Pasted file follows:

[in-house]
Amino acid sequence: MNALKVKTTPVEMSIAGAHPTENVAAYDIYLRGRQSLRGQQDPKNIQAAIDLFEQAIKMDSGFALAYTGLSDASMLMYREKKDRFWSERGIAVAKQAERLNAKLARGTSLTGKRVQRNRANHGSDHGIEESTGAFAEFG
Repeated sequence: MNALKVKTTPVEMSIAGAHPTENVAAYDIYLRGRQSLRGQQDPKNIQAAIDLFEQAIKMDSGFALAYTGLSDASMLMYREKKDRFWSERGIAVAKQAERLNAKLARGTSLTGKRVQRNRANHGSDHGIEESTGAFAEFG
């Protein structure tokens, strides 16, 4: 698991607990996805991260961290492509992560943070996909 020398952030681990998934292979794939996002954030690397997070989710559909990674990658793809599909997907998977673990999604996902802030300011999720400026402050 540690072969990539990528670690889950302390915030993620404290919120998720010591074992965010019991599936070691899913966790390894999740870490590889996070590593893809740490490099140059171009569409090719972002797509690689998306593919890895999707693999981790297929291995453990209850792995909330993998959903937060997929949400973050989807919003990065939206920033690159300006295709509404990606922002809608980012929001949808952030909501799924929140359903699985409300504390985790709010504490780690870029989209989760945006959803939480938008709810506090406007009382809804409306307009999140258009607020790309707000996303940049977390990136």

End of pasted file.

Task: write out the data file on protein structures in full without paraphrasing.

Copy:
[in-house]
Amino acid sequence: MNALKVKTTPVEMSIAGAHPTENVAAYDIYLRGRQSLRGQQDPKNIQAAIDLFEQAIKMDSGFALAYTGLSDASMLMYREKKDRFWSERGIAVAKQAERLNAKLARGTSLTGKRVQRNRANHGSDHGIEESTGAFAEFG
Repeated sequence: MNALKVKTTPVEMSIAGAHPTENVAAYDIYLRGRQSLRGQQDPKNIQAAIDLFEQAIKMDSGFALAYTGLSDASMLMYREKKDRFWSERGIAVAKQAERLNAKLARGTSLTGKRVQRNRANHGSDHGIEESTGAFAEFG
């Protein structure tokens, strides 16, 4: 698991607990996805991260961290492509992560943070996909 020398952030681990998934292979794939996002954030690397997070989710559909990674990658793809599909997907998977673990999604996902802030300011999720400026402050 540690072969990539990528670690889950302390915030993620404290919120998720010591074992965010019991599936070691899913966790390894999740870490590889996070590593893809740490490099140059171009569409090719972002797509690689998306593919890895999707693999981790297929291995453990209850792995909330993998959903937060997929949400973050989807919003990065939206920033690159300006295709509404990606922002809608980012929001949808952030909501799924929140359903699985409300504390985790709010504490780690870029989209989760945006959803939480938008709810506090406007009382809804409306307009999140258009607020790309707000996303940049977390990136």